Vatican City, May 25, 2006 (CNA) - Referring to Pope Benedict XVI’s upcoming gathering with the different ecclesial movements and associations on Pentecost Sunday, Cardinal James Frances Stafford, the former president of the Pontifical Council for the Laity, said the movements “have satisfied the spiritual hunger of hundreds of thousands of laity.”
During an interview with Vatican Radio about the significance of the new ecclesial movements, Cardinal Stafford, who is currently head of the Apostolic Penitentiary, explained that the Church today “is facing the challenge of the laity’s search for greater comprehension of their role as Christians, both in the area of marriage and the family and in the area of work, politics and civic duties. In the lay movements and associations many have found a marvelous font for deepening their role as Christians,” he said.
Likewise, Cardinal Stafford pointed out, “In parishes the new movements and associations are sharpening consciences regarding the importance of a better grounded catechesis and of the documents of Vatican II. It is there also that they strengthen their role as laity in the Church and the world.”
Rome, Italy, May 25, 2006 (CNA) - In response to a recent anti-conversion law passed in India, the prefect of the Congregation for the Evangelization, said this week, “Opposition to authentic conversion constitutes an undue interference in the affairs of God.”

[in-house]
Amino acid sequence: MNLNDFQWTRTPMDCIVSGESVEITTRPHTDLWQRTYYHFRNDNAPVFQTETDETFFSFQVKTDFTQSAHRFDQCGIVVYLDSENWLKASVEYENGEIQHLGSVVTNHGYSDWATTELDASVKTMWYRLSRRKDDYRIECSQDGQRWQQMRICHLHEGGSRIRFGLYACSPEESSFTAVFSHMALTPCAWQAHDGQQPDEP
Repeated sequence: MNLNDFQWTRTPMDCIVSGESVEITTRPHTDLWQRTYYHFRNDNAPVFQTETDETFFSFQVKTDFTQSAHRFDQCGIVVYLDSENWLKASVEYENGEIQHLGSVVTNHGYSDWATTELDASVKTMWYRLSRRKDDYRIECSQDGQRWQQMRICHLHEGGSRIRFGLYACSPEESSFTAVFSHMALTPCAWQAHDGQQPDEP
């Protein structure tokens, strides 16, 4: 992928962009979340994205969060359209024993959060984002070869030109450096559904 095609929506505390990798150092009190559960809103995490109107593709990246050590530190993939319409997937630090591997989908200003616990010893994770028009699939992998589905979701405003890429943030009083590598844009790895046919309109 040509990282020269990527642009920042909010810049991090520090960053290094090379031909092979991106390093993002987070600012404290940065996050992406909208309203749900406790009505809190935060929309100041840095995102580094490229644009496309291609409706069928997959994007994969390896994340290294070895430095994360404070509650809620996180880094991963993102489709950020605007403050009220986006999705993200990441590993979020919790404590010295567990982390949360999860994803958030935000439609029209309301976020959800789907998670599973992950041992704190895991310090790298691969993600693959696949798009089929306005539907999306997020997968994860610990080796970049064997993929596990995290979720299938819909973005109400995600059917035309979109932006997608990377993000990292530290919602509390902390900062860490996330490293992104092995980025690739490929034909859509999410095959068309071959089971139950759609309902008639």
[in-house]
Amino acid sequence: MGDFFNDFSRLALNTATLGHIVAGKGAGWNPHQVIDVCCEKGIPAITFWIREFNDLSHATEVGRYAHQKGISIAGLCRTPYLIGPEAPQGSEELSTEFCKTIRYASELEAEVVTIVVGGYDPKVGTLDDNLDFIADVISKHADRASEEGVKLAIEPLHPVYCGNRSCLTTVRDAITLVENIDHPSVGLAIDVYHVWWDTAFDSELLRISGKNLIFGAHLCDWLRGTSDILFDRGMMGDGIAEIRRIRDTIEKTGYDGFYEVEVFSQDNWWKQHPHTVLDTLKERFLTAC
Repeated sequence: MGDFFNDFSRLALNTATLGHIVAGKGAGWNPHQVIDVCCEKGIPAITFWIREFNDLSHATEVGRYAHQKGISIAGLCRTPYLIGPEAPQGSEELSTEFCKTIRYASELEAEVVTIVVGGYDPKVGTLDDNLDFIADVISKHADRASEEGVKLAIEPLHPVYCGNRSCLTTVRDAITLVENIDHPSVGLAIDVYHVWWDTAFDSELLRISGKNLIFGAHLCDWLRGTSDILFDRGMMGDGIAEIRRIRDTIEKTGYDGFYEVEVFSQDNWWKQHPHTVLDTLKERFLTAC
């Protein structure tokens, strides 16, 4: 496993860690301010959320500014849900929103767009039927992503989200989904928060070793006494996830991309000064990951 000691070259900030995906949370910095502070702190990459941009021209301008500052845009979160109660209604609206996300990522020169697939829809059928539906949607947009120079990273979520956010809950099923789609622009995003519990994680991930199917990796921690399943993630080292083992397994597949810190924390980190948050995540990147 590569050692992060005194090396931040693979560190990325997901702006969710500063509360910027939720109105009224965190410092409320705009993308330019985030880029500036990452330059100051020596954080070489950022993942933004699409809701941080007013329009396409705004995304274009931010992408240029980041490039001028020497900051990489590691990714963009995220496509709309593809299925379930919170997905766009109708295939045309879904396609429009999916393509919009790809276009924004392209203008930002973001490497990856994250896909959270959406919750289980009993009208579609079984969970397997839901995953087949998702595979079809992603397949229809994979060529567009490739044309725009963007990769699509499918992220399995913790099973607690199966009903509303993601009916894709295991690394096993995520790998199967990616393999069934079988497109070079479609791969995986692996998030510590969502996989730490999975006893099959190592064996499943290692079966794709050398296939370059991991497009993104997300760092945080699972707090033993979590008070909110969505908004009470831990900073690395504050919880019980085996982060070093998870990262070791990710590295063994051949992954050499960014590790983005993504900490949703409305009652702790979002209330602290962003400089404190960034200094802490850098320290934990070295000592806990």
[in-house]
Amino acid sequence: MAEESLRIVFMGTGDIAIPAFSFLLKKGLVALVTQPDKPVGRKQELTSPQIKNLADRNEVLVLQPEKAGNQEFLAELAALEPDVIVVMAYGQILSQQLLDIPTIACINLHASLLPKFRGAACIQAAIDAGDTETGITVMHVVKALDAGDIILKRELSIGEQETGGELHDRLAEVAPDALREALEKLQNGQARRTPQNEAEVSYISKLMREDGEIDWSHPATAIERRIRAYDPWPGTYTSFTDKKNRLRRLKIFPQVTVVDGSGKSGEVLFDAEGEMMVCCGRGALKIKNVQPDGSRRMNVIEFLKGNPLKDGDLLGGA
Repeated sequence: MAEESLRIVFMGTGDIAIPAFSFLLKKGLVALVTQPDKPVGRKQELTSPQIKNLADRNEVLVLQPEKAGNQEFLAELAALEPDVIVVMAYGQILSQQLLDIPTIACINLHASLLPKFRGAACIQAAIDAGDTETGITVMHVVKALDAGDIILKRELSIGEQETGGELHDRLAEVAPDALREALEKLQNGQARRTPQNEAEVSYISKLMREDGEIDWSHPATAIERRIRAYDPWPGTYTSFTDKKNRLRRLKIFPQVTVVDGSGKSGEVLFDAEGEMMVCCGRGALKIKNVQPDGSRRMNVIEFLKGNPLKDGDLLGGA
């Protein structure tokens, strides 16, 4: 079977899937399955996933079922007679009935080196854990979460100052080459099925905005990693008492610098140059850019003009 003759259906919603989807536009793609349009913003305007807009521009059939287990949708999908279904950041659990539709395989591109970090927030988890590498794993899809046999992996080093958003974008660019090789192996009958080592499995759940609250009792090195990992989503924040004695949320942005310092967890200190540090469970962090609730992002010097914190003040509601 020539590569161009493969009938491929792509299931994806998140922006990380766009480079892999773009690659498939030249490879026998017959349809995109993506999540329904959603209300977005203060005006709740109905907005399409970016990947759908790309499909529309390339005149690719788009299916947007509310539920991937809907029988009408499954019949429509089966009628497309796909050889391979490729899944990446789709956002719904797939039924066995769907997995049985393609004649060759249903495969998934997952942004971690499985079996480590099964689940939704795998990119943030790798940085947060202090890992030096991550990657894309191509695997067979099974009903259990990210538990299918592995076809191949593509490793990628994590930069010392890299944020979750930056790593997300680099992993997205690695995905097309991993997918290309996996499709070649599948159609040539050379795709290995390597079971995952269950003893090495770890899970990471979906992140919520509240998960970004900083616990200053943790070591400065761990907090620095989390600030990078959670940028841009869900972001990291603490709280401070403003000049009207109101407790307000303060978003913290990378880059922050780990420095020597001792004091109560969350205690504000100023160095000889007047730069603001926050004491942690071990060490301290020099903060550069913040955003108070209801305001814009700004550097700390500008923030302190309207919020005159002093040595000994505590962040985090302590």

According to the FIDES news agency, Cardinal Dias made his comments in the wake of criticism by several government officials, the media and some intellectuals in India, of Pope Benedict XVI’s discourse to the new Indian ambassador to the Holy See. In his remarks the Holy Father denounced the “disturbing signs of religious intolerance in some regions” of the country. He particularly noted the efforts in some Indian states to pass laws that would prohibit conversion from Hinduism to any other religion, but not conversions from other religions to Hinduism.
Cardinal Dias emphasized the need to respect the freedom of religion of every person and said that any law that opposes authentic conversion constitutes “an undue interference in the affairs of God.”
The government of New Delhi summoned the Apostolic Nuncio in India, Archbishop Pedro Lopez Quintana, and rejected the criticism saying, “India is a secular and democratic country” in which the faithful of different religious enjoy equal rights and where the freedom to profess, practice and spread one’s religion exists.
, May 25, 2006 (CNA) - Policymakers in Scotland must gather their courage to publicly discourage early sexual activity and promote abstinence, said Archbishop Mario Conti of Glasgow after new government statistics revealed that the number of abortions in the country have reached an all-time high. There were 12,603 abortions in Scotland in 2005.